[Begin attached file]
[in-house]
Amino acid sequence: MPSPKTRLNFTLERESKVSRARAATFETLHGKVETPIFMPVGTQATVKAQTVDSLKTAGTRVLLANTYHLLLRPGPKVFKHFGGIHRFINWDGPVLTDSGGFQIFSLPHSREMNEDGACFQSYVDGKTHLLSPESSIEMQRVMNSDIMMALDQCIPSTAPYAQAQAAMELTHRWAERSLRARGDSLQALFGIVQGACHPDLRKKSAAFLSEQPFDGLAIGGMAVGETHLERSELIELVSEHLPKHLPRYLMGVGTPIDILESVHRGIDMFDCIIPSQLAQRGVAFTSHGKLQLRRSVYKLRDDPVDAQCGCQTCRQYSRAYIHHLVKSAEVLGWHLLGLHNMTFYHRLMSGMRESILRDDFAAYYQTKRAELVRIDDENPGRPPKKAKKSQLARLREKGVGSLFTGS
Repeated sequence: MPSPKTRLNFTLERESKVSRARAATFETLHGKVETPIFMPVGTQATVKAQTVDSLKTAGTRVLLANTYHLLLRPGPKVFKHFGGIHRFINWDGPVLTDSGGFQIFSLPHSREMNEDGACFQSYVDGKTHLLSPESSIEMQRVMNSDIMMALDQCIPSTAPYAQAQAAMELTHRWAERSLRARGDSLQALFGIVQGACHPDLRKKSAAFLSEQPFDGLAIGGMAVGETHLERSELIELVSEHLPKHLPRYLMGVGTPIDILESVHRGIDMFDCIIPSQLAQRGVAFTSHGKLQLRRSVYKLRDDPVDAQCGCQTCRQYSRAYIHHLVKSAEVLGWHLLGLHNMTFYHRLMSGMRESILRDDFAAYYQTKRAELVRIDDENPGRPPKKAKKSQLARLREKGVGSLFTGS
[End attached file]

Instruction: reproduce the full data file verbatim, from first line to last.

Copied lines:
[in-house]
Amino acid sequence: MPSPKTRLNFTLERESKVSRARAATFETLHGKVETPIFMPVGTQATVKAQTVDSLKTAGTRVLLANTYHLLLRPGPKVFKHFGGIHRFINWDGPVLTDSGGFQIFSLPHSREMNEDGACFQSYVDGKTHLLSPESSIEMQRVMNSDIMMALDQCIPSTAPYAQAQAAMELTHRWAERSLRARGDSLQALFGIVQGACHPDLRKKSAAFLSEQPFDGLAIGGMAVGETHLERSELIELVSEHLPKHLPRYLMGVGTPIDILESVHRGIDMFDCIIPSQLAQRGVAFTSHGKLQLRRSVYKLRDDPVDAQCGCQTCRQYSRAYIHHLVKSAEVLGWHLLGLHNMTFYHRLMSGMRESILRDDFAAYYQTKRAELVRIDDENPGRPPKKAKKSQLARLREKGVGSLFTGS
Repeated sequence: MPSPKTRLNFTLERESKVSRARAATFETLHGKVETPIFMPVGTQATVKAQTVDSLKTAGTRVLLANTYHLLLRPGPKVFKHFGGIHRFINWDGPVLTDSGGFQIFSLPHSREMNEDGACFQSYVDGKTHLLSPESSIEMQRVMNSDIMMALDQCIPSTAPYAQAQAAMELTHRWAERSLRARGDSLQALFGIVQGACHPDLRKKSAAFLSEQPFDGLAIGGMAVGETHLERSELIELVSEHLPKHLPRYLMGVGTPIDILESVHRGIDMFDCIIPSQLAQRGVAFTSHGKLQLRRSVYKLRDDPVDAQCGCQTCRQYSRAYIHHLVKSAEVLGWHLLGLHNMTFYHRLMSGMRESILRDDFAAYYQTKRAELVRIDDENPGRPPKKAKKSQLARLREKGVGSLFTGS